With Britain’s revised departure date from the European Union just over a month away, companies are grappling with the reality that the nation’s fast-approaching leave from the 28-state political and economic union will come before an exit agreement is put in place. Of those expected to be impacted most: the British beauty and cosmetics industry stands to face sizable changes – from the labeling requirements for makeup to the marketability of “organic” skincare.
Beauty products and cosmetics from British companies – including as those from billion dollar companies, such as Charlotte Tilbury and Elemis, stalwarts like Rimmel London, and burgeoning indie labels S5 Skincare, Lixirskin, and The Inkey List, among others – that enter into any of the remaining 27 EU member states after the October 31 Brexit date will “face significant procedural changes,” says CMS Law partner Heike Blank, who specializes in unfair competition, pharmaceutical, cosmetics and trademark law.
While all goods delivered from England to the remaining EU member states “before the cut-off date will be deemed to have been placed on the market and can be sold without being subject to regulatory changes,” according to Blank, all British beauty products imported thereafter will need to abide by some new rules.
For instance, Blank notes that “to be distributed legally,” i.e., in accordance with EU Cosmetics Regulation 1223/2009, all cosmetic companies “need a ‘responsible person’ based in the EU” to essentially act as a legal representative for the brand and each of its products. EU law states that for products manufactured by companies located within the EU, the manufacturer is considered the responsible person. However, given Britain’s impending status as a non-EU member, British cosmetics brands will all need to formally appoint “responsible persons established within the [EU].”
Working alongside the cosmetics brands, these individuals – or groups of individuals – help to ensure that products placed on the EU market by non-EU brands are safe for use and compliant with the EU regulations, including its requirement that relevant EU authorities be notified ahead of new products being entered into the market, as well as its various labeling rules, restrictions of certain ingredients (EU bans some 1,328 chemicals from use in cosmetics), and treatment of claims regarding a product’s efficacy, etc.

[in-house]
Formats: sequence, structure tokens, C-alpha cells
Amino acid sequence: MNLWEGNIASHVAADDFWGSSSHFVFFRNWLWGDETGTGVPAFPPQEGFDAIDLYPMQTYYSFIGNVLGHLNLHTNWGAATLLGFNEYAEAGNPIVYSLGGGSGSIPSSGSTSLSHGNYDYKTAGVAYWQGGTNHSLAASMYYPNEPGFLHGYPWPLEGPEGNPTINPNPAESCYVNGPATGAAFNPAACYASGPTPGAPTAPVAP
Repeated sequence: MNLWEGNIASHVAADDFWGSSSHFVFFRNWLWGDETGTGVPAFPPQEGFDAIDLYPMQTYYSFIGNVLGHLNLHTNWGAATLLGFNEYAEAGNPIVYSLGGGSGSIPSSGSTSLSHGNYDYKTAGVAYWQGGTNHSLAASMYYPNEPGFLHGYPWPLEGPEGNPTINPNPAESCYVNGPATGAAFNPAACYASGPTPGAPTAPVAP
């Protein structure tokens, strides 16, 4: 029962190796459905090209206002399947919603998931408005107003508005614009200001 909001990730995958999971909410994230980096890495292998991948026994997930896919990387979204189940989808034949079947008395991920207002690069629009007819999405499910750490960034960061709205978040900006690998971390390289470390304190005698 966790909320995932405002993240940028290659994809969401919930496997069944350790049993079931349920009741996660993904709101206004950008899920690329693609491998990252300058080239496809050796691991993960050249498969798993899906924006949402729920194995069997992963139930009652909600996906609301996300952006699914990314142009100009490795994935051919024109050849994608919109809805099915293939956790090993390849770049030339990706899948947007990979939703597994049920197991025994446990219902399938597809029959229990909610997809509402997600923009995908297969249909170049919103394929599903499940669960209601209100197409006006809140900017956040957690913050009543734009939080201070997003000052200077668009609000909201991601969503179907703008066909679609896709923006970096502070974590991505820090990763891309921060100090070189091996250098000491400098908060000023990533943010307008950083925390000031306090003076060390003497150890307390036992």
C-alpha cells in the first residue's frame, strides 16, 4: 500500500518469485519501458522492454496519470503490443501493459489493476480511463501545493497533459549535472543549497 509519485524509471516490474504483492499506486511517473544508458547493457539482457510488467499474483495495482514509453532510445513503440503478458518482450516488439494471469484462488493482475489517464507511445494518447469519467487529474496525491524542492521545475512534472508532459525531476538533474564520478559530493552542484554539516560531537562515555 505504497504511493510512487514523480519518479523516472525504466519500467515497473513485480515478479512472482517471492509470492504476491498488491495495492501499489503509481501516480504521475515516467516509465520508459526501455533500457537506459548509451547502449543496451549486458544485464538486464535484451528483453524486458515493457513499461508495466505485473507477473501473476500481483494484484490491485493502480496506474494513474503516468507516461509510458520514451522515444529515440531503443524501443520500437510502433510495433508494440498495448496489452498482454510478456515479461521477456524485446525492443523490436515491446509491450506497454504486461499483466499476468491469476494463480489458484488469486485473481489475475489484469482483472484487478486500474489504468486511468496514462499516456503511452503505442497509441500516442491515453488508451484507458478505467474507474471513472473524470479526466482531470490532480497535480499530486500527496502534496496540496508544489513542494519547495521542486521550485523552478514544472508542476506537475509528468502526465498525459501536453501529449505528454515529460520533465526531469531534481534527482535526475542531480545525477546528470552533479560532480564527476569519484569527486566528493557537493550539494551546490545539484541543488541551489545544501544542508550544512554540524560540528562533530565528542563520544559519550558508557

Aside from each employing a “responsible person,” British brands can expect changes when it comes to product labeling. In the case of a No-Deal Brexit, cosmetics labels “will have to bear different information on the origin of the product since the item’s status will change from ‘EU’ to ‘non-EU,’” says Blank. More than that, brands that boast organic ingredients – such as Yorkshire-based brand Natalie Bond and its organic face oils, and London-based Skin & Tonic’s organic Rose Water spray – will need to have such claims verified by an EU entity.
“The body overseeing the [use of] organic [specifications] cannot be based in a third-party country,” per Blank. “Hence, even if the organic product originates in France, a British control body cannot attest to its status as an organic product meeting EU specifications.” If that is the case, she says, “the item will lose its EU marketability.”